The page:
Friday, March 18, 2011

The Amazing Supermoon


Tomorrow night (March 19th) will be a perfect night for a moonlit stroll. Not just any moonlit stroll but a Supermoonlit stroll. Now, we've all see the illusion where the moon looks huge in the night sky, and it is just that, an illusion.The Moon isn't actually bigger or smaller as it travels across the sky. Why you see the Moon looking huge when it is low on the horizon is an optical illusion owing to the circuitry in your brain. There is no clear consensus on why. It could be an Ebbinghaus Illusion - where identically sized objects appear to be different sizes when placed in different surroundings (click link for picture) - the objects of known size to your brain that are near the horizon (trees, houses, etc.) provide a false frame of reference for the size of the Moon. When the Moon is high in the sky you have no such references and so see the Moon as smaller. Another possibility is how our brains interpret foreground objects for reference in terms of distance and size. Foreground objects of known size appear to be far away and so when something large, like the Moon, appears behind it and even farther away but still appears big then we interpret is as being larger than it is.

In the case of tomorrow night's Moon, it will actually be larger in the sky. Our Moon has an elliptical orbit around the Earth with one side of the ellipse, perigee, about 31,000 miles (50,000 km) closer than the other side, apogee. The moon will be in the perigee part of the orbit which will take it closer to Earth than it has been in two decades, since March 1993. This means that the moon will appear about 14% bigger and 30% brighter than when the it is in apogee (other side of the ellipse). Admittedly, that isn't all that big of a difference. It can be tricky to even tell the change in size, especially if you have no scale for reference, but the best time to look will be when the moon is near the horizon. This will be when the illusion of a bigger moon mixes with the reality of a closer moon to produce an amazing view.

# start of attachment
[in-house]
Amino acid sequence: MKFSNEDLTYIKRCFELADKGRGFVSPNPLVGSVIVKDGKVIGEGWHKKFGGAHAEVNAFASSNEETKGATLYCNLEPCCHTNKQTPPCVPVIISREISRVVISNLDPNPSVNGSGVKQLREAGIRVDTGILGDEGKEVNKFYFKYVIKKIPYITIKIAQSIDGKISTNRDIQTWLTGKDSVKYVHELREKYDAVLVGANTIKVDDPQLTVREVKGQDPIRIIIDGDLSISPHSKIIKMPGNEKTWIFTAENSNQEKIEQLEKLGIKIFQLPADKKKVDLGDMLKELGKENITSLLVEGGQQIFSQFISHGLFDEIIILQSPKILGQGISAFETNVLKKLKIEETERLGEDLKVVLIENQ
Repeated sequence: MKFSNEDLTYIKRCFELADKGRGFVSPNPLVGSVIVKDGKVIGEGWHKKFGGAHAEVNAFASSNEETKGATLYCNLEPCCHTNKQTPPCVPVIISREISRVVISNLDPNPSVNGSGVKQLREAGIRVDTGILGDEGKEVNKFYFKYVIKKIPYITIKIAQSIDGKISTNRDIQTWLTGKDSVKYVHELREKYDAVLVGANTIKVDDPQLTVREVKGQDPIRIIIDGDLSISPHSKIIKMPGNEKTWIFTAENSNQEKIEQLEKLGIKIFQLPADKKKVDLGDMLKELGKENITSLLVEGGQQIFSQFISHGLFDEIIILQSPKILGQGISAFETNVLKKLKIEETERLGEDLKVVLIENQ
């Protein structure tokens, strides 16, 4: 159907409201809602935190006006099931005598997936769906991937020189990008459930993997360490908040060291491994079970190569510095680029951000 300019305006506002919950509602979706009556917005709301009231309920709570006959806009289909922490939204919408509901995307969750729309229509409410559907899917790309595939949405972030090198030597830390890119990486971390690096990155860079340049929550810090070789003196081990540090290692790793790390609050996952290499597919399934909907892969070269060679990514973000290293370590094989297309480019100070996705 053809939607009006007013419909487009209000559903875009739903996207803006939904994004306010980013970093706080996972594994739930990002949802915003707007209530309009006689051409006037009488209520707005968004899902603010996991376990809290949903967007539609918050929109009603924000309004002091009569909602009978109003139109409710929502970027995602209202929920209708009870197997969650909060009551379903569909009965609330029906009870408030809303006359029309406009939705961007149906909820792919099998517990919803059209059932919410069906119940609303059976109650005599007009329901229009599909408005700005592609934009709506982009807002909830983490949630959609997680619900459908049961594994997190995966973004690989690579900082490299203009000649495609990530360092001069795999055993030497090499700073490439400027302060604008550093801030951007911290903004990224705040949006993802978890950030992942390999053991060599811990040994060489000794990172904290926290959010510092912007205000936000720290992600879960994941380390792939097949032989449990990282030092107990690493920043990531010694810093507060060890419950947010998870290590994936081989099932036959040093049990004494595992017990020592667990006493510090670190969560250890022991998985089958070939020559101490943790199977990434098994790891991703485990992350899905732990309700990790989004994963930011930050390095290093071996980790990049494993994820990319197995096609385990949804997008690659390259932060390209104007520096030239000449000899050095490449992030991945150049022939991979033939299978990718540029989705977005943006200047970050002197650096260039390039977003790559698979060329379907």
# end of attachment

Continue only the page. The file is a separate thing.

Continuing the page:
Oh, and no, there will not be any cataclysmic, apocalyptic results of a close moon. Only slightly stronger tides.

Here's some more info:
http://www.abc.net.au/news/stories/2011/03/18/3168089.htm
http://www.universetoday.com/83998/the-supermoon-illusion/
http://science.nasa.gov/science-news/science-at-nasa/2011/16mar_supermoon/

(image from universetoday article)
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